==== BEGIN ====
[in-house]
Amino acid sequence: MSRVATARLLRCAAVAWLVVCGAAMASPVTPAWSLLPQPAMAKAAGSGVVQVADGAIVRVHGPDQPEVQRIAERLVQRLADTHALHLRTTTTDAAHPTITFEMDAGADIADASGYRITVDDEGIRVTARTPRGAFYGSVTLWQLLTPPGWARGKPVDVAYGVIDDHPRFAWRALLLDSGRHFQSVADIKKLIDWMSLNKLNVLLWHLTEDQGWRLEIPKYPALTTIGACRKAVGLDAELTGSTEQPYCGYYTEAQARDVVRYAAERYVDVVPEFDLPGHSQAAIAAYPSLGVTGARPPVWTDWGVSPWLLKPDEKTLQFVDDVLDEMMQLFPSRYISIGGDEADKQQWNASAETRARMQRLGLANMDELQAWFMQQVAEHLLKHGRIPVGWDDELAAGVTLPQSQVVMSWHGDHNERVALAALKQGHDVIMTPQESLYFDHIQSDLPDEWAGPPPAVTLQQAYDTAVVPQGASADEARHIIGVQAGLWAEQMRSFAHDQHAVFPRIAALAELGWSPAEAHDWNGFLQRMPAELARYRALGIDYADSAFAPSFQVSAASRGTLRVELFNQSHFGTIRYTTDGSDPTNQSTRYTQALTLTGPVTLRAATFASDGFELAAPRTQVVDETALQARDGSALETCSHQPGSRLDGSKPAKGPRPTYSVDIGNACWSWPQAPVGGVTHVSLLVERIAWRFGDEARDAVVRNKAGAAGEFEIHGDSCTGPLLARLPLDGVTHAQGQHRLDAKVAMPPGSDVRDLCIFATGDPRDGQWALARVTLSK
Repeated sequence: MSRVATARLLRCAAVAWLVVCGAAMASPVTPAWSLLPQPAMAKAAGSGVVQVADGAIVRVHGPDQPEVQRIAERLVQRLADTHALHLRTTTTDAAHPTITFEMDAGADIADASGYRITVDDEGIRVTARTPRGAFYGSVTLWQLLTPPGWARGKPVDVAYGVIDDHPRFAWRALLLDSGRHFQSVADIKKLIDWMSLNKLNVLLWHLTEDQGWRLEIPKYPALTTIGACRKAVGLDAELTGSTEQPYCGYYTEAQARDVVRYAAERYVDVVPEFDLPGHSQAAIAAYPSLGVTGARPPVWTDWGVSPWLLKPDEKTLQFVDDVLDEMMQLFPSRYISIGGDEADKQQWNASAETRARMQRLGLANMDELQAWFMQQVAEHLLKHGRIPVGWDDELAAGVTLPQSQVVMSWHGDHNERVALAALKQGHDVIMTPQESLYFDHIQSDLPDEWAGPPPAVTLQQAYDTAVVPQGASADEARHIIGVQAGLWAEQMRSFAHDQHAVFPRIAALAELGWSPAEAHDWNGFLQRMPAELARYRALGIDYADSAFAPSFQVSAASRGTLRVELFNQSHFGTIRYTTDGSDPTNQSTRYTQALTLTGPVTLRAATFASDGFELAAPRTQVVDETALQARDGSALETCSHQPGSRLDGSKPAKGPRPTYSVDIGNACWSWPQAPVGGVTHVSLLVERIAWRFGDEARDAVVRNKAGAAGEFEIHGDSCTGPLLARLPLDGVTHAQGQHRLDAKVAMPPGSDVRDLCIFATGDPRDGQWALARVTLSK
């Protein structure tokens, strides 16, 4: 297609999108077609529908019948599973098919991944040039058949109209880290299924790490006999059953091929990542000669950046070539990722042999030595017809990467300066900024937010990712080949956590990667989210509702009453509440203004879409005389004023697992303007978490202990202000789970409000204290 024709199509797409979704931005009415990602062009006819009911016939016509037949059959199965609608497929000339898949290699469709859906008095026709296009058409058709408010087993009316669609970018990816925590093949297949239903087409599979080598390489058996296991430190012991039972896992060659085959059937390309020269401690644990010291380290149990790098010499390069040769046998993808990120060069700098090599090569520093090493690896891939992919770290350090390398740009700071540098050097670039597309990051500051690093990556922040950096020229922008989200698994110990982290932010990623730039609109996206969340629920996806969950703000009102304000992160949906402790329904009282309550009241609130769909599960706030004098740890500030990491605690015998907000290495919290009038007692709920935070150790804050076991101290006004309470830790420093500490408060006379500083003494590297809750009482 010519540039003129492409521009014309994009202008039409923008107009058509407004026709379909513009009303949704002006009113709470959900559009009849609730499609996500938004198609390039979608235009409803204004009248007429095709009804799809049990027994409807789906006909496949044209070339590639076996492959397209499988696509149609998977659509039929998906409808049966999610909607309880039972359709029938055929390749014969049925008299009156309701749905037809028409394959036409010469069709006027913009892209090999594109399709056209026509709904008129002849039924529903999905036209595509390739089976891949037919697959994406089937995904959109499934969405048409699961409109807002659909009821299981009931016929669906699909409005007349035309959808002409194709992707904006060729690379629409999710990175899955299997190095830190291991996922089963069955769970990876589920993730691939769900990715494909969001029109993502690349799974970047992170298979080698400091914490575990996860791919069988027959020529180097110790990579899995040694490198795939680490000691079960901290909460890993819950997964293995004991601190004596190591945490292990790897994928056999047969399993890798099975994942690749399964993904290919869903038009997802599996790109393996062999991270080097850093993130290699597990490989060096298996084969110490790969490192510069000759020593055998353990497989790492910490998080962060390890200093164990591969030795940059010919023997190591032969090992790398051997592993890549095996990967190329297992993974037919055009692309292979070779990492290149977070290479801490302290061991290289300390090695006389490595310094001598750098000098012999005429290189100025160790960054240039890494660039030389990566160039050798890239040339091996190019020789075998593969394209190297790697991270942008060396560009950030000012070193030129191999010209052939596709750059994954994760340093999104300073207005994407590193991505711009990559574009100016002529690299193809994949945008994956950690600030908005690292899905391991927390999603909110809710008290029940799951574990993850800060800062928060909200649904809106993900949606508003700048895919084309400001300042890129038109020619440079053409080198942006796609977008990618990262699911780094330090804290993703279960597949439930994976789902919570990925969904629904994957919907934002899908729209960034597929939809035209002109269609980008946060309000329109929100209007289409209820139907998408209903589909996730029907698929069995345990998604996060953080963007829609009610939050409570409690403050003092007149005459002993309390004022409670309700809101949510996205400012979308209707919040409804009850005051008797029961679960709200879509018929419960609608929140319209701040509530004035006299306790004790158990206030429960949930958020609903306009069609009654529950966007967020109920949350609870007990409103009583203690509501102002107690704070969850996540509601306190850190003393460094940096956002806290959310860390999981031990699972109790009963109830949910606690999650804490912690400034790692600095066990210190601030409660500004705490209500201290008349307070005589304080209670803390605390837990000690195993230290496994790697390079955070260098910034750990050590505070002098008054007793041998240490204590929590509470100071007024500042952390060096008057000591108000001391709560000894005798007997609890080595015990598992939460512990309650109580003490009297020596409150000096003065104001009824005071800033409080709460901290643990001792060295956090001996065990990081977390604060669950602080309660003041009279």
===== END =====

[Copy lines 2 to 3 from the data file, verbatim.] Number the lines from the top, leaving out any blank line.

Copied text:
Amino acid sequence: MSRVATARLLRCAAVAWLVVCGAAMASPVTPAWSLLPQPAMAKAAGSGVVQVADGAIVRVHGPDQPEVQRIAERLVQRLADTHALHLRTTTTDAAHPTITFEMDAGADIADASGYRITVDDEGIRVTARTPRGAFYGSVTLWQLLTPPGWARGKPVDVAYGVIDDHPRFAWRALLLDSGRHFQSVADIKKLIDWMSLNKLNVLLWHLTEDQGWRLEIPKYPALTTIGACRKAVGLDAELTGSTEQPYCGYYTEAQARDVVRYAAERYVDVVPEFDLPGHSQAAIAAYPSLGVTGARPPVWTDWGVSPWLLKPDEKTLQFVDDVLDEMMQLFPSRYISIGGDEADKQQWNASAETRARMQRLGLANMDELQAWFMQQVAEHLLKHGRIPVGWDDELAAGVTLPQSQVVMSWHGDHNERVALAALKQGHDVIMTPQESLYFDHIQSDLPDEWAGPPPAVTLQQAYDTAVVPQGASADEARHIIGVQAGLWAEQMRSFAHDQHAVFPRIAALAELGWSPAEAHDWNGFLQRMPAELARYRALGIDYADSAFAPSFQVSAASRGTLRVELFNQSHFGTIRYTTDGSDPTNQSTRYTQALTLTGPVTLRAATFASDGFELAAPRTQVVDETALQARDGSALETCSHQPGSRLDGSKPAKGPRPTYSVDIGNACWSWPQAPVGGVTHVSLLVERIAWRFGDEARDAVVRNKAGAAGEFEIHGDSCTGPLLARLPLDGVTHAQGQHRLDAKVAMPPGSDVRDLCIFATGDPRDGQWALARVTLSK
Repeated sequence: MSRVATARLLRCAAVAWLVVCGAAMASPVTPAWSLLPQPAMAKAAGSGVVQVADGAIVRVHGPDQPEVQRIAERLVQRLADTHALHLRTTTTDAAHPTITFEMDAGADIADASGYRITVDDEGIRVTARTPRGAFYGSVTLWQLLTPPGWARGKPVDVAYGVIDDHPRFAWRALLLDSGRHFQSVADIKKLIDWMSLNKLNVLLWHLTEDQGWRLEIPKYPALTTIGACRKAVGLDAELTGSTEQPYCGYYTEAQARDVVRYAAERYVDVVPEFDLPGHSQAAIAAYPSLGVTGARPPVWTDWGVSPWLLKPDEKTLQFVDDVLDEMMQLFPSRYISIGGDEADKQQWNASAETRARMQRLGLANMDELQAWFMQQVAEHLLKHGRIPVGWDDELAAGVTLPQSQVVMSWHGDHNERVALAALKQGHDVIMTPQESLYFDHIQSDLPDEWAGPPPAVTLQQAYDTAVVPQGASADEARHIIGVQAGLWAEQMRSFAHDQHAVFPRIAALAELGWSPAEAHDWNGFLQRMPAELARYRALGIDYADSAFAPSFQVSAASRGTLRVELFNQSHFGTIRYTTDGSDPTNQSTRYTQALTLTGPVTLRAATFASDGFELAAPRTQVVDETALQARDGSALETCSHQPGSRLDGSKPAKGPRPTYSVDIGNACWSWPQAPVGGVTHVSLLVERIAWRFGDEARDAVVRNKAGAAGEFEIHGDSCTGPLLARLPLDGVTHAQGQHRLDAKVAMPPGSDVRDLCIFATGDPRDGQWALARVTLSK